Matthew 10:24-36; Philemon; Romans 6
Matthew’s Jesus says, “Students are not above their masters . . .; there is nothing veiled that will not be unveiled . . . do not fear those that kill the body but not the soul; even the hairs on your head are numbered; I came not to bring peace but a sword . . . mother against daughter; a person’s enemies are members of the same household.”
Matthew’s message seems to be, “do not be afraid” of those who criticize or threaten bodily harm. Trust God, and don’t hide your message out of fear of those who kill the body. Instead, Matthew’s Jesus says, announce the good news from the rooftops. Everyone who proclaims the message will be recognized and protected by God, even in the face of the possibility of death. These words are a call to action. They hold far more power than the church tradition imagines, especially if considered after Paul’s radical illustration of equality in the letter to the slave-owner Philemon, and Paul’s astounding argument in Romans 6. We do not know if the writer of Matthew’s Gospel had Paul’s letters in front of him, or if he knew of Paul’s interpretation of the meaning of Jesus’ life and death. But when Paul’s point in Philemon and Romans 6 is considered in the light of the new translation by scholars Arthur J. Dewey, Roy W. Hoover, Lane C. McGaughy, and the late Daryl D. Schmidt (SV), than the radicality behind the words Matthew gives to Jesus becomes apparent.…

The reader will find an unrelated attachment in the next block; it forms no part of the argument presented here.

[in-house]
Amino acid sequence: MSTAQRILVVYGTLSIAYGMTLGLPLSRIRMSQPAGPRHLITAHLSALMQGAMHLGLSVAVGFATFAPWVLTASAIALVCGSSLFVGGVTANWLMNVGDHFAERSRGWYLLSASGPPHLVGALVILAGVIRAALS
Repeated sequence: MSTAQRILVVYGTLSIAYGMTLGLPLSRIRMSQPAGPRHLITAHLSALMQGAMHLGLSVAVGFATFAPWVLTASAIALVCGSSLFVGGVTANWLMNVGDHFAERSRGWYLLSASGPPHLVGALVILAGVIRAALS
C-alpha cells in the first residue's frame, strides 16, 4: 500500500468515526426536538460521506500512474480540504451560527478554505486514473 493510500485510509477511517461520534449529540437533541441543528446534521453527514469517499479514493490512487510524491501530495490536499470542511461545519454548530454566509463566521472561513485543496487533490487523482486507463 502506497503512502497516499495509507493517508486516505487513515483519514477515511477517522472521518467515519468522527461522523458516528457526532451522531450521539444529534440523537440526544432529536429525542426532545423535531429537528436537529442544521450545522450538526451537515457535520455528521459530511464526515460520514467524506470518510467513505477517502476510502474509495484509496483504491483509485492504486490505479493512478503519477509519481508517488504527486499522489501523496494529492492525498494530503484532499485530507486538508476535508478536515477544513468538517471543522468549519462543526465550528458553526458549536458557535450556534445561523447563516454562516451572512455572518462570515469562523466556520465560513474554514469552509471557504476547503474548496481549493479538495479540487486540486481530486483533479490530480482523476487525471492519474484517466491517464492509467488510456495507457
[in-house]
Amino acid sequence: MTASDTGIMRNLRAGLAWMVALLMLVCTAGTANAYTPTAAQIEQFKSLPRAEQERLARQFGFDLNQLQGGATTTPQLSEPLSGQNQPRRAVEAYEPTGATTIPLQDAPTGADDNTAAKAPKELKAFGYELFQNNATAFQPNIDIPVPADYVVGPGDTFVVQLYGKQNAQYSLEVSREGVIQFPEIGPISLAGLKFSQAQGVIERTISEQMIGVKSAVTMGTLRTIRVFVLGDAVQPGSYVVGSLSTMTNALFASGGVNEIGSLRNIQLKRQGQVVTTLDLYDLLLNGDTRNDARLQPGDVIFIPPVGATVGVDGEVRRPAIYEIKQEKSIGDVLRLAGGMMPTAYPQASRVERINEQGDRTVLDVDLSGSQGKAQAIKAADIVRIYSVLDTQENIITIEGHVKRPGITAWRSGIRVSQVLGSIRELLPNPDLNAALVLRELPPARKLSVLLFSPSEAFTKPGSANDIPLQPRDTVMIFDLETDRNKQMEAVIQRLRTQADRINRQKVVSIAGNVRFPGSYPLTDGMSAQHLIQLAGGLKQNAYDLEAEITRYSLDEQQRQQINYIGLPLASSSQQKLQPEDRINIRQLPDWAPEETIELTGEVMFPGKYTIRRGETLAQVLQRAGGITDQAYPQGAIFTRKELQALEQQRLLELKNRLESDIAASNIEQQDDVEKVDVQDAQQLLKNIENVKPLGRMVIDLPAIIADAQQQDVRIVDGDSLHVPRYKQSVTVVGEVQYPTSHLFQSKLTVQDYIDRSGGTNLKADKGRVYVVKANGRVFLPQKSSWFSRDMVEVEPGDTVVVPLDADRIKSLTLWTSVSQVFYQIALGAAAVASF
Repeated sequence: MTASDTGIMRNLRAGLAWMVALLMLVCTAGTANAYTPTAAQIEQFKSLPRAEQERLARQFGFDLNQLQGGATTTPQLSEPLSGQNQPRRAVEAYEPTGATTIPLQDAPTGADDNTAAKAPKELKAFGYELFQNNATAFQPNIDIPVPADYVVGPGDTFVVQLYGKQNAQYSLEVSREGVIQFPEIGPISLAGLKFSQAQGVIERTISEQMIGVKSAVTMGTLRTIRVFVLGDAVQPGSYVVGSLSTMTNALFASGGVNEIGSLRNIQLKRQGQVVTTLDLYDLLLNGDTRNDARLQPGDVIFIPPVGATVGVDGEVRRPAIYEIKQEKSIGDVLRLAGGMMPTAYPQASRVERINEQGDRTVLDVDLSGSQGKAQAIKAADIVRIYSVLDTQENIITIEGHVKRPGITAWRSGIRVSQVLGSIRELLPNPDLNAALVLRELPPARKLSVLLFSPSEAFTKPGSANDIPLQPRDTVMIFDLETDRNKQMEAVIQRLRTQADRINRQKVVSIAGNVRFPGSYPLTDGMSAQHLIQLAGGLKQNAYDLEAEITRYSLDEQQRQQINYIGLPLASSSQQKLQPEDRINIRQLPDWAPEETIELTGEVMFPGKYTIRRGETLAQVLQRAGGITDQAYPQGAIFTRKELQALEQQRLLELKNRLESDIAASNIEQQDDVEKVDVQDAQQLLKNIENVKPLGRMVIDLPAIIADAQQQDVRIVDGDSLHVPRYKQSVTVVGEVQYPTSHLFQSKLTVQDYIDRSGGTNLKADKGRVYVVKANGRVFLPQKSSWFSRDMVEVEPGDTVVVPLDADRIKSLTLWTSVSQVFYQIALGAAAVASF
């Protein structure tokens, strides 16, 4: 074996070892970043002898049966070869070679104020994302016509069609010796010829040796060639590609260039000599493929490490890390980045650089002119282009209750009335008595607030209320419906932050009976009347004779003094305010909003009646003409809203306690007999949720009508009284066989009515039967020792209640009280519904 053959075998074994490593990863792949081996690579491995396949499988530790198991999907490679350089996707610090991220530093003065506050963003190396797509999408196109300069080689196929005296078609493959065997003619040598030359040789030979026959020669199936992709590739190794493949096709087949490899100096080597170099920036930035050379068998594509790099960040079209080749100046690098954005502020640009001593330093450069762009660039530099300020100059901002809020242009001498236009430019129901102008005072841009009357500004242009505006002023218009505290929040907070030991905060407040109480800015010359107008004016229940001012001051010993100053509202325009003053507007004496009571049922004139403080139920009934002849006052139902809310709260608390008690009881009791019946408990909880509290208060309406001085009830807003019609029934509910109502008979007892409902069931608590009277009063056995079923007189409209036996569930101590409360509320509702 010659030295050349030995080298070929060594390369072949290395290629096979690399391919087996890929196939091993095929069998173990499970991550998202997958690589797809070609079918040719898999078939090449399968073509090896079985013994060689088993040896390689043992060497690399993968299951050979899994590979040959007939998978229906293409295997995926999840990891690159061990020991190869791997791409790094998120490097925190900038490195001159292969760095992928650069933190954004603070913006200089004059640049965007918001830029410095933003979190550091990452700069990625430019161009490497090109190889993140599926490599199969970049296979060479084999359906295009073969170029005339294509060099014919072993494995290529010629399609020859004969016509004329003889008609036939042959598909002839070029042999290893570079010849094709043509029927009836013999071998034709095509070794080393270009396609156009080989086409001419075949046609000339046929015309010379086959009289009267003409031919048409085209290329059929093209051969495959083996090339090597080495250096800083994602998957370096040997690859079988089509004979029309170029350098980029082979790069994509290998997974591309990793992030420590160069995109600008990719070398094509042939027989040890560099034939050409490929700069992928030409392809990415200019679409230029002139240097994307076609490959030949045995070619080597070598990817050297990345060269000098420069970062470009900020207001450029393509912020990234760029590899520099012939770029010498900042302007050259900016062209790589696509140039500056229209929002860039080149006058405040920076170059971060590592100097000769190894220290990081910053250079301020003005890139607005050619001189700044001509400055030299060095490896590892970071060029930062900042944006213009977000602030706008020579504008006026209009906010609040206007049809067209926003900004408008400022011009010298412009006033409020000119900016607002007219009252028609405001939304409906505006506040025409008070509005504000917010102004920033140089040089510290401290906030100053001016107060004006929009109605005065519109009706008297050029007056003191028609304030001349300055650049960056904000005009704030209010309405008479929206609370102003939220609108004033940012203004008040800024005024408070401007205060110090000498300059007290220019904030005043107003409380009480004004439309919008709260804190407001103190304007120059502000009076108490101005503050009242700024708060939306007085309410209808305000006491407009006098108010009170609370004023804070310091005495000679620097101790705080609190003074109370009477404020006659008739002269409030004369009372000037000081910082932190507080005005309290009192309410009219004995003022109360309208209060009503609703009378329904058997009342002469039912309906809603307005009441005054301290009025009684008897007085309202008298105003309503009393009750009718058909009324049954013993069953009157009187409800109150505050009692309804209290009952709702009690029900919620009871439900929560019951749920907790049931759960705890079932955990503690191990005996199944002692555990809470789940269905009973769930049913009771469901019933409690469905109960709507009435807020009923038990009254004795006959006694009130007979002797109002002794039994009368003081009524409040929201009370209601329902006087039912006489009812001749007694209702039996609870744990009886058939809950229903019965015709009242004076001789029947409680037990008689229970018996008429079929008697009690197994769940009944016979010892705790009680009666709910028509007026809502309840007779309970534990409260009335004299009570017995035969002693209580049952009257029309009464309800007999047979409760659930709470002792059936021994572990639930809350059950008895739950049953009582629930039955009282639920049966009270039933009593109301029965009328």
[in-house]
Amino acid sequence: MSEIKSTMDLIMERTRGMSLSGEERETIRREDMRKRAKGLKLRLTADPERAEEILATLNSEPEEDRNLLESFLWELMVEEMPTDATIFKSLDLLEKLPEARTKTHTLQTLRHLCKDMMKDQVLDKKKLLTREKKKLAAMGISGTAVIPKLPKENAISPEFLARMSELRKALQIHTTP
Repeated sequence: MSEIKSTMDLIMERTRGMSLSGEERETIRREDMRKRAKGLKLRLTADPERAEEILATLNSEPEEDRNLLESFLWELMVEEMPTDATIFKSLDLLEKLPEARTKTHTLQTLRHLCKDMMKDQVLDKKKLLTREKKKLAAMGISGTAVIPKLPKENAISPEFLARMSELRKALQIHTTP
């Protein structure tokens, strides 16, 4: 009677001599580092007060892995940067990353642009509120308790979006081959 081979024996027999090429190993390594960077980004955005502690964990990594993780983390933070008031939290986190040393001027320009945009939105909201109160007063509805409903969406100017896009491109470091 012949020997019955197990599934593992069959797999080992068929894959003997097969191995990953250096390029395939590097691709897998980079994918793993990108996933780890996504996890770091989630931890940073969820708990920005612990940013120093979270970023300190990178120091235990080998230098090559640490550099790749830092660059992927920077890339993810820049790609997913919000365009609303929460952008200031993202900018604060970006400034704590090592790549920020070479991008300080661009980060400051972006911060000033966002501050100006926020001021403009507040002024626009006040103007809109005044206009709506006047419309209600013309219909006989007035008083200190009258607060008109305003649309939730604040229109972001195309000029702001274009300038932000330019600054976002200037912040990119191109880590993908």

Matthew 10:1-23; Romans 5:1-8
While the Revised Common Lectionary follows its own esoteric pattern, the end of the season of the Epiphany seems an appropriate time to remember the conditions under which Jesus’ messengers were sent out with the news that the kingdom of God has now been revealed. Scholars are divided over whether Jesus ever actually made any rules about sandals, staff, food, or money. The rules differ among Mark, Matthew, and Luke. They were likely made up by various groups who attempted to live the same way they thought Jesus and his followers had originally lived: as itinerant beggars.
The Elves pair this portion of Matthew with Romans 5:1-8. As pointed out before, the traditional interpretation of this pairing is that the persecution Matthew’s Jesus is warning about is to be welcomed with the forbearance of martyrs. After all, Paul says, “suffering produces endurance, and endurance produces character, and character produces hope, and hope does not disappoint us, because God’s love has been poured into our hearts through the Holy Spirit that has been given to us” (NRSV). Suffering is redemptive, tradition tells us. The more Jesus suffered, the more love was poured out for the salvation of sinners. It is a short dogmatic leap to substitutionary atonement, and the worst excesses of religious abuse, from Proverbs 13:24 to the Inquisition.
Petty sin is not the subject here. The restoration of God’s Covenant for distributive justice-compassion is the subject. Matthew’s interpretation of Jesus’ mission came 40 to 50 years after Paul’s letter to his friends in Rome, which lays out the argument against the corrupting seduction of power codified in the law, and for the liberation from that corruption for all who agree to the covenant. Matthew is attempting to show the practicalities once that theory is understood.…